I’m an educational consultant and an adjunct professor.
After college, I taught high school in New York City and then worked for Teach for America. I’d been planning to go to grad school in literary theory. But after going out in the world, I decided I didn’t want to become an academic. I wanted to be more actively involved in social justice.
I ended up going to law school and pursuing a lot of education-related things. I got a job at a big New York firm, where I met my husband. I stayed there longer than I’d planned to, doing educational work through the firm. I left after six years and went to work as general counsel for an educational nonprofit. I was there for a while, and then I started having babies. I had also started teaching classes on legal issues and education.
I had my first two kids very close together. So I left the nonprofit and started doing independent projects. I was hired by the NYC Department of Education, first to be an internal special master over certain functions of the agency, then to be their head of special ed policy. It was a huge, amazing opportunity, and it ultimately led to my becoming the education advisor to the governor of New York. I did that for about a year. It was a great learning experience. Super demanding, with a lot of back and forth to Albany.
After that, I had to take a beat and think about what I wanted to do next. I was pursued by a firm that had a big consulting practice in education, but it involved a lot of travel. My husband travels all the time for work; it didn’t make sense for both of us to do it. At the time, I had to frame it for myself as, I decided I don’t want to do that. But the truth was I couldn’t do it. It was hard for me to accept that as a limitation.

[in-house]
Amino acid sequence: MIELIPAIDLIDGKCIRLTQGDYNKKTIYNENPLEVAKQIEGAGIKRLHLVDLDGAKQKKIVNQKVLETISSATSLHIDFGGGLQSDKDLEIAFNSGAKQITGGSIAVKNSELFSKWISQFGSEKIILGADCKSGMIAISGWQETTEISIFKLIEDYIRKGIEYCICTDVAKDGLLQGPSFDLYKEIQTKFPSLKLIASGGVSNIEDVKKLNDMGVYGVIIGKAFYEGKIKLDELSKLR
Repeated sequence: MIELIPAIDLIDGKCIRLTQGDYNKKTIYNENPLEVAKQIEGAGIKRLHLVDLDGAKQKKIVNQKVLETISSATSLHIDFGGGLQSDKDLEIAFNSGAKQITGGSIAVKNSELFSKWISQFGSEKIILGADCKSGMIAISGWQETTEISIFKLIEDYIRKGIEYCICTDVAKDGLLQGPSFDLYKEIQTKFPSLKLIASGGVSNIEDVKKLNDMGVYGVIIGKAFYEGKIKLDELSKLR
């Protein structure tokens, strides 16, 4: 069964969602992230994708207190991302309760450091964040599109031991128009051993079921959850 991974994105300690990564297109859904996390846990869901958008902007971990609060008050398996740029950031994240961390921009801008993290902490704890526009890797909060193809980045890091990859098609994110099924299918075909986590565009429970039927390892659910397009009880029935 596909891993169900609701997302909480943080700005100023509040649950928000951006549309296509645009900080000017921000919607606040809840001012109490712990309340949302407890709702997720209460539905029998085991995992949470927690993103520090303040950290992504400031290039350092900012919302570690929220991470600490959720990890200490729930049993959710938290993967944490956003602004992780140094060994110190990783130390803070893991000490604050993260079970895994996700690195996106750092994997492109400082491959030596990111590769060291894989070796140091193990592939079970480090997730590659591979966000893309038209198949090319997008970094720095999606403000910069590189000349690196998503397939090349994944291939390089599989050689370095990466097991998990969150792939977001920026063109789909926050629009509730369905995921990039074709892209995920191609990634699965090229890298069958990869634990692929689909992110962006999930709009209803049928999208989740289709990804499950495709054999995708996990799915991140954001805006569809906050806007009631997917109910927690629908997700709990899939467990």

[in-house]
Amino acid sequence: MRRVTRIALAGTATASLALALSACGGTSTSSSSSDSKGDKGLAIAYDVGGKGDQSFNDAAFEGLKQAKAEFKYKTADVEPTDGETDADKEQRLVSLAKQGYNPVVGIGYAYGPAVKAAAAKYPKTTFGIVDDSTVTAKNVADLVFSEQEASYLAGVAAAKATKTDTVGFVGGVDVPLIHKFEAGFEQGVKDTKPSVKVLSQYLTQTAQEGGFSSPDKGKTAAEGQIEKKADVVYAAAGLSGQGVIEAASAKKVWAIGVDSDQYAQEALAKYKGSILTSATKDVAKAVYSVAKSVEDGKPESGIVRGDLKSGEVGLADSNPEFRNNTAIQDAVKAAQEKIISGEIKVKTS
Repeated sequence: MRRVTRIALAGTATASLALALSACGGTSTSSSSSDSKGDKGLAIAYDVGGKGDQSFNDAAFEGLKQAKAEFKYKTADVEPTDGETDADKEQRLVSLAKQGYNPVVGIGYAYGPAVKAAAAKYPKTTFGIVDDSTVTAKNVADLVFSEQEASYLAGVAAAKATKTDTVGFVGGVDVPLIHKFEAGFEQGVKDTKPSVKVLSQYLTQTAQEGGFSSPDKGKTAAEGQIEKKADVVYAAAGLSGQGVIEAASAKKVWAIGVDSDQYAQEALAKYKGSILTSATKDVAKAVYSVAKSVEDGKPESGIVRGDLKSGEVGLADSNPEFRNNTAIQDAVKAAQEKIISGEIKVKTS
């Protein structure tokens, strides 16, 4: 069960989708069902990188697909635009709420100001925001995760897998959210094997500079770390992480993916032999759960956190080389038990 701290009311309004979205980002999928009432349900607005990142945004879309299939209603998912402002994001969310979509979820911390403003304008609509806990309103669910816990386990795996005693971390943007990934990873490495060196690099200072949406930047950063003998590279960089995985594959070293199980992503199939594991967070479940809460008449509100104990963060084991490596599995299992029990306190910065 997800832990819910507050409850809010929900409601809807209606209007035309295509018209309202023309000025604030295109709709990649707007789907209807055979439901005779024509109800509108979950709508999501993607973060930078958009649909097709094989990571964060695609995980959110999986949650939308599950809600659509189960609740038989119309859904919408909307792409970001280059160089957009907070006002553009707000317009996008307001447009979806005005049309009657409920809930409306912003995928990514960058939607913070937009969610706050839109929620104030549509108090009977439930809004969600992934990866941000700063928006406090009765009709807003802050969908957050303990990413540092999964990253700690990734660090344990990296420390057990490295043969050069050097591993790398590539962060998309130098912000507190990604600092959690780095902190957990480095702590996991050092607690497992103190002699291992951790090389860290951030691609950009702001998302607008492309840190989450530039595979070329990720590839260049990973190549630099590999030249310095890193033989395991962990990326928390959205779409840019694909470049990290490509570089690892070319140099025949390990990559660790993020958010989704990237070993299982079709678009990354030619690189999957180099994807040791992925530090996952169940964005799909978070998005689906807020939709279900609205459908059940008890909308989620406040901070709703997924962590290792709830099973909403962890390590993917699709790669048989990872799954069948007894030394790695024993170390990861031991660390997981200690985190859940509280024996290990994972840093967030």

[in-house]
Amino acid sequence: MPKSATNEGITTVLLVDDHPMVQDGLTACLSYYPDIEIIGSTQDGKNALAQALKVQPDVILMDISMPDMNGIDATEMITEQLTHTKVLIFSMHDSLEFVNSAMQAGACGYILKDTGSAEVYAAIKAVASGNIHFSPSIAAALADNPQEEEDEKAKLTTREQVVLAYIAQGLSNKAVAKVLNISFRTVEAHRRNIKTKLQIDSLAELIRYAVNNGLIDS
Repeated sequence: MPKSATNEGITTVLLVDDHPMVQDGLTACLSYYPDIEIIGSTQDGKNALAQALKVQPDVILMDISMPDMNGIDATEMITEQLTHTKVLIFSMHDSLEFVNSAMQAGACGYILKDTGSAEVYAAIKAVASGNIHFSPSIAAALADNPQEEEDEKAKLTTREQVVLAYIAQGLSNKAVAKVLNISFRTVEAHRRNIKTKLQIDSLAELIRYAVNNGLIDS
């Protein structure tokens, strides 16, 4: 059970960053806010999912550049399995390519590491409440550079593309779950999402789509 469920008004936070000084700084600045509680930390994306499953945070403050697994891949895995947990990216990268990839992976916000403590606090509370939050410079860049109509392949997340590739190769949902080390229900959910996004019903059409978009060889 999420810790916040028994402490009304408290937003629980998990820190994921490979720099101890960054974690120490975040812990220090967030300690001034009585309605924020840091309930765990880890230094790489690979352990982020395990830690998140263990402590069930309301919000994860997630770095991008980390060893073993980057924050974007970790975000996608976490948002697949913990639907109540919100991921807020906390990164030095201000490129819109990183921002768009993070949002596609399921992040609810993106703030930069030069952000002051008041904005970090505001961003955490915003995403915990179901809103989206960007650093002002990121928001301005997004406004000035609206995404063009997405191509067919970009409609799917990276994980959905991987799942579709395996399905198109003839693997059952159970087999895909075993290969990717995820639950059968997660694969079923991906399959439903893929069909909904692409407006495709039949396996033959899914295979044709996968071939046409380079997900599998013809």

Now I do educational consulting on my own. And I’m very involved with my kids, guiding them in their education, using my expertise in that area. I also have a lot of close friendships. Those relationships are among the most rewarding parts of my life, and they take a lot of work. For one friend who’s very sick, I’ve been serving as an advocate. My 12-year-old said to me, “You’re being such a good friend. It’s such a good example you’re setting.”
I started out as a teacher, and that’s still a huge part of my personality. Whenever I’ve worked in big organizations, I’ve ended up mentoring younger people. I try to do it with my own kids. They’re not always the most open to it.
My parents had very big ambitions for me. That’s been a good thing in a lot of ways. It’s also been challenging at times, figuring out the difference between what I was capable of doing and what I wanted to do.
I feel uncomfortable with the fact that I don’t contribute equally financially to our life. I worry about what effect that has on my kids. But why should it matter, when I’m doing work that I feel good about? And of course, a lawyer and a teacher make very different salaries. That has nothing to do with who’s working harder.
Interviewed on January 25, 2019